Whisk the flour, salt, baking soda and baking powder together in a medium bowl.
Working in the bowl of a mixer fitted with the paddle attachment, or in a large bowl with a hand mixer, beat the butter on medium speed for about 1 minute, until smooth. Add both sugars and beat for another 2 minutes or so, until well blended. Beat in the vanilla. Add the eggs one at a time, beating for 1 minute after each egg goes in. Reduce the mixer speed to low and add the dry ingredients in 4 or 5 additions, mixing only until each addition is just incorporated. (Because you're going to add more ingredients after the flour, it's good not to be too thorough.) Still on low speed, mix in the chocolate and nut flour.
Divide the dough in half, wrap each piece airtight in plastic film and refrigerate for at least 2 hours. (The dough can be refrigerated for up to 3 days. Or, if it's more convenient for you, you can scoop the dough now and freeze it in balls. You won't need to defrost the cookies, but you will need to bake them a little longer.)
When you're ready to bake: Center a rack in the oven and preheat the oven to 350 degrees F. Line two baking sheets with parchment paper or silicone baking mats.
Edouard says to scoop the dough into mounds the size of golf balls. A medium cookie scoop with a capacity of 1 1/2 tablespoons is just right here, but you can also spoon the dough out using a rounded tablespoon of dough for each cookie. Place the dough on the lined sheets, about 2 inches apart.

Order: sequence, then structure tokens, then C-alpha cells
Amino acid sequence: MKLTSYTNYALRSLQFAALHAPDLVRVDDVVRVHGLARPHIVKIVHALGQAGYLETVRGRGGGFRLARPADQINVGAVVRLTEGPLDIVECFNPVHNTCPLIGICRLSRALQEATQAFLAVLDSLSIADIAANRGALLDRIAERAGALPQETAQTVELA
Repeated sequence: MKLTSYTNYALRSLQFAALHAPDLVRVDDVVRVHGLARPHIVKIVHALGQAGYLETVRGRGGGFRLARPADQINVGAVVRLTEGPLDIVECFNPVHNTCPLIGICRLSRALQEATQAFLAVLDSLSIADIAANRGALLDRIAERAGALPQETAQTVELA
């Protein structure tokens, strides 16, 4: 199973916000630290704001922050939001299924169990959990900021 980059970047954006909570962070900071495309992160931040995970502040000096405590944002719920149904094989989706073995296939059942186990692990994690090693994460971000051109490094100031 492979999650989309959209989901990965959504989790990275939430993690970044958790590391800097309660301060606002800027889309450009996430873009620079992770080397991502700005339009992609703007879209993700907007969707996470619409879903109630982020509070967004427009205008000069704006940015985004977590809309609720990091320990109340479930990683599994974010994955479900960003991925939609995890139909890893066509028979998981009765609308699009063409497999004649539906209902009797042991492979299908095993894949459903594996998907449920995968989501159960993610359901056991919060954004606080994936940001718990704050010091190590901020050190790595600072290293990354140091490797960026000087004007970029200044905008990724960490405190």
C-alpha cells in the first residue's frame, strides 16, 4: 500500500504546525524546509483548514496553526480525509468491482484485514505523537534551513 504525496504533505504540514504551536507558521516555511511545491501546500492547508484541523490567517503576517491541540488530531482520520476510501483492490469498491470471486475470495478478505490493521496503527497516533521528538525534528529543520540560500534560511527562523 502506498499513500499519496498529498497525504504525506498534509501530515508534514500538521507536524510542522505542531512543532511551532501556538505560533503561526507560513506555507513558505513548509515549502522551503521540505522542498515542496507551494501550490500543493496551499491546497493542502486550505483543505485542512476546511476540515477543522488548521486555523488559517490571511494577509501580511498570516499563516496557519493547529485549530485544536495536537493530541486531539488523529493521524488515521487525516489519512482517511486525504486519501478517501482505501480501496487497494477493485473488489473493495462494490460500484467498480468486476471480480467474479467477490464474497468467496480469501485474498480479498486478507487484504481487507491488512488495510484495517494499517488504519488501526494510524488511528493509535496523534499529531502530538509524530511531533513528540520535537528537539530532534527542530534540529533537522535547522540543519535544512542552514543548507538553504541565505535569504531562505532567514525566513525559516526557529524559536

Bake the cookies one sheet at a time for 8 minutes and then, using a metal spatula, gently press each mound down just a little; rotate the baking sheet. Bake for another 7 minutes or so, until the cookies are pale brown. They'll still be slightly soft in the center, but that's fine-they'll firm as they cool. Pull the sheet from the oven and allow the cookies to rest for 1 minute, then, using a wide metal spatula, carefully transfer them to racks to cool to room temperature. Repeat with the remainder of the dough, always using a cool baking sheet.
Serving: The cookies are good warm or at room temperature; good with coffee, good with tea and terrific with milk (a beverage I've never seen a grown French person sip); and even good with Armagnac.
Storing: The best way to maintain the cookies' chewiness is to store them in a zipper-lock plastic bag; they'll stay fresh for about 3 days. You can keep them longer, of course; just know that they'll get a little firmer as time passes. Or pack them in an airtight container and freeze them for up to 2 months.
"Baking Chez Moi" by Dorie Greenspan (c) Houghton Mifflin Harcourt 2014. Provided courtesy of Dorie Greenspan. All rights reserved. Photo by Alan Richardson.
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